Category: Arachnida Spider
Facts about White-tailed Spiders, "Scientific name for White-tailed Spider Lampona cylindrata". The White-tailed spider is commonly found throughout Australia. The White-tailed Spider are famous for their painful bites. The person bitten by the White-tailed Spider faces excruciating pain, skin lesions and the extreme conditions being ulceration and skin loss. However, the later is a rare case, but people had to undergo skin grafting to recover from the amount of skin they lost from the spider bite.
The white tailed spider has a cylindrical body having grey or brown color. They have a white spot at the tail which justifies their name. In some of the spiders two white spots in their head are also marked. They have glossy legs.
Habitat of White-tailed Spider
The White-tailed Spiders are found in homes, hiding in doors and windows. They build webs faster than any other spider. The White-tailed Spider are very fond of moving and can hide in between closets, stairs, shoes and furniture.
Symptoms of a White-tailed spider bite
The White-tailed Spider can bite anywhere on the human body. Mostly bites in legs and arms are seen as legs and arms are the first thing to come in contact with the clothes while wearing them. In the beginning mild itching is felt which turns into severe burn and pain later on. The pain is usually felt around the spot. The area develops reddish appearance which swells and starts turning into a wound with time.
If proper care isn’t taken, of the biting spot of the White-tailed Spider it might develop into skin ulcer and abscess. The person may also feel nausea and vomiting tendency.
Female spiders are usually bigger than males.
Female White-tailed Spiders lay eggs on a bed of silk, which she creates right after mating. Once the female White-tailed Spider lays her eggs, she will than cover them with more silk.
People that are already undergoing treatment for any kind of infection, having diabetes, recovering from huge wounds usually face hard time standing against White-tailed spider bite. Localized skin loss is common in such situations. This condition is called “Necrotising arachnidism”. A study says that most of such bites happen indoors. Rare cases are recorded to be fatal.
The White-tailed spider population can be controlled by keeping the home clean. Each corner of the house should be checked for spider webs regularly to prevent them from surviving indoor.
A male White-tailed Spider has two appendages called "pedipalps" a sensory organ, instead of a penis, which is filled with sperm and insert by the male into the female White-tailed Spider’s reproductive opening.
White-tailed Spiders have oversize brains.
In the White-tailed Spider the oxygen is bound to "hemocyanin" a copper-based protein that turns their blood blue, a molecule that contains copper rather than iron. Iron-based hemoglobin in red blood cells turns the blood red
White-tailed Spiders have two body parts, the front part of the body is called the Cephalothorax-(the thorax and fused head of spiders). Also on this part of the body is the White-tailed Spider’s gland that makes the poison and the stomach, fangs, mouth, legs, eyes and brain. White-tailed Spiders also have these tiny little leg-type things called (pedipalps) that are next to the fangs. They are used to hold food while the White-tailed Spider bites it. The next part of the White-tailed Spiders body is the abdomen and the abdomens back end is where there is the spinnerets and where the silk producing glands are located.
The muscles in a White-tailed Spiders legs pull them inward, but the spider can't extend its legs outward. It will pump a watery liquid into its legs that pushes them out. A White-tailed Spider’s legs and body are covered with lots of hair and these hairs are water-repellent, which trap a thin layer of air around the body so the spiders body doesn't get wet. It allows them to float, this is how some spiders can survive under water for hours. A White-tailed Spider feels its prey with chemo sensitive hairs on its legs and than feels if the prey is edible. The leg hair picks up smells and vibrations from the air. There are at minimum, two small claws that are at the end of the legs. Each White-tailed Spiders leg has six joints, giving the White-tailed Spider 48 leg joints. The White-tailed Spider’s body has oil on it, so the spider doesn't stick to it’s own web.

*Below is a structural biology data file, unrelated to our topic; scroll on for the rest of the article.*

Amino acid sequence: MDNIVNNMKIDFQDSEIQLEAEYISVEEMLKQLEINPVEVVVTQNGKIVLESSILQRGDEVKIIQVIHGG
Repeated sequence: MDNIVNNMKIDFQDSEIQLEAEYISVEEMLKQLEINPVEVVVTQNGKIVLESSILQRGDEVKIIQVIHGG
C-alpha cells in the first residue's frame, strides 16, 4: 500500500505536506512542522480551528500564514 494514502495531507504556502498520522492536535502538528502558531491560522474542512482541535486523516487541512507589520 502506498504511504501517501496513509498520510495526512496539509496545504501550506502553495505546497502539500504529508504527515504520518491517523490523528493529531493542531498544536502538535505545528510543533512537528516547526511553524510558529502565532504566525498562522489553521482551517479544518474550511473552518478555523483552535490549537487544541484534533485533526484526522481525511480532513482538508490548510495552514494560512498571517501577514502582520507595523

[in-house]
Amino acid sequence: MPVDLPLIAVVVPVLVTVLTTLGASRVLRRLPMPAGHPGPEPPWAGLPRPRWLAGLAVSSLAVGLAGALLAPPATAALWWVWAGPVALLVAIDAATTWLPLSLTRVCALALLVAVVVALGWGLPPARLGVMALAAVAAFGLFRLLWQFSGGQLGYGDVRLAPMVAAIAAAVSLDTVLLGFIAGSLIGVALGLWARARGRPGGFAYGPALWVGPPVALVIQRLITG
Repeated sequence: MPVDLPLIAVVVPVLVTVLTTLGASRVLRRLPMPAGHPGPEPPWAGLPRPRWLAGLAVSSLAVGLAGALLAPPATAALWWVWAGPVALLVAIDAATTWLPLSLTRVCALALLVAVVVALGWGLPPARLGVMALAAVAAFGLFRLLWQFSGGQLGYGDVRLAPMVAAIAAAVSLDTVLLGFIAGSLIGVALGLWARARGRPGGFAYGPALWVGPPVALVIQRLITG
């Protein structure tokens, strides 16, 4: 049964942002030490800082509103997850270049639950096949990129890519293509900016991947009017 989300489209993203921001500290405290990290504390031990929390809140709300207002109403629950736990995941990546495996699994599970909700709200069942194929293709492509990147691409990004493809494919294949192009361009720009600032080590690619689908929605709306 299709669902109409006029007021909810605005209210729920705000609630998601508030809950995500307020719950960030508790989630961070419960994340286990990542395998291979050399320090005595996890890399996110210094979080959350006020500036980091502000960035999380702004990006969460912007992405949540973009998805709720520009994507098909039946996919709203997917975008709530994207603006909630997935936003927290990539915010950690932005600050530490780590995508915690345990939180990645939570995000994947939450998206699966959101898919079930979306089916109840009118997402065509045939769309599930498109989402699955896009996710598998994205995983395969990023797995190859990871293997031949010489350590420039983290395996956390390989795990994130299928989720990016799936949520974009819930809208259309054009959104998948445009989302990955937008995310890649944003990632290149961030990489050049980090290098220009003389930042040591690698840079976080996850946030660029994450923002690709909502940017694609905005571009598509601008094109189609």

A White-tailed Spiders stomach can only take liquids, so a White-tailed Spider needs to liquefy their food before they eat. They bite on their prey and empty its stomach liquids into the pray which turns it into a soup for them to drink.
White-tailed Spiders do not have a skeletons. They have a hard outer shell called an exoskeleton-(a rigid external covering for the body in some invertebrate animals). The exoskeleton is hard, so it can’t grow with the spider. The young White-tailed Spiders need to shed their exoskeleton. The White-tailed Spider has to climb out of the old shell through the cephalothorax. Once out, they must spread themselves out before the new exoskeleton will harden. Know they have some room to grow. They stop growing once they fill this shell.
Spiders belong to a group of animals called "arachnids", mites and Scorpions and a tick is also in the arachnid family. An Arachnids is a creature with eight legs, two body parts, no antennae or wings and are not able to chew on food. Spiders are not insects because insects have three main body parts and six legs and most insects have wings.
The Arachnids are even in a larger group of animals called "arthropods" an invertebrate animal of the large phylum Arthropoda, which also include spiders, crustaceans and insects. They are the largest group in the animal world, about 80% of all animals come from this group. There are over a million different species. There are more than 40,000 different types of spiders in the world.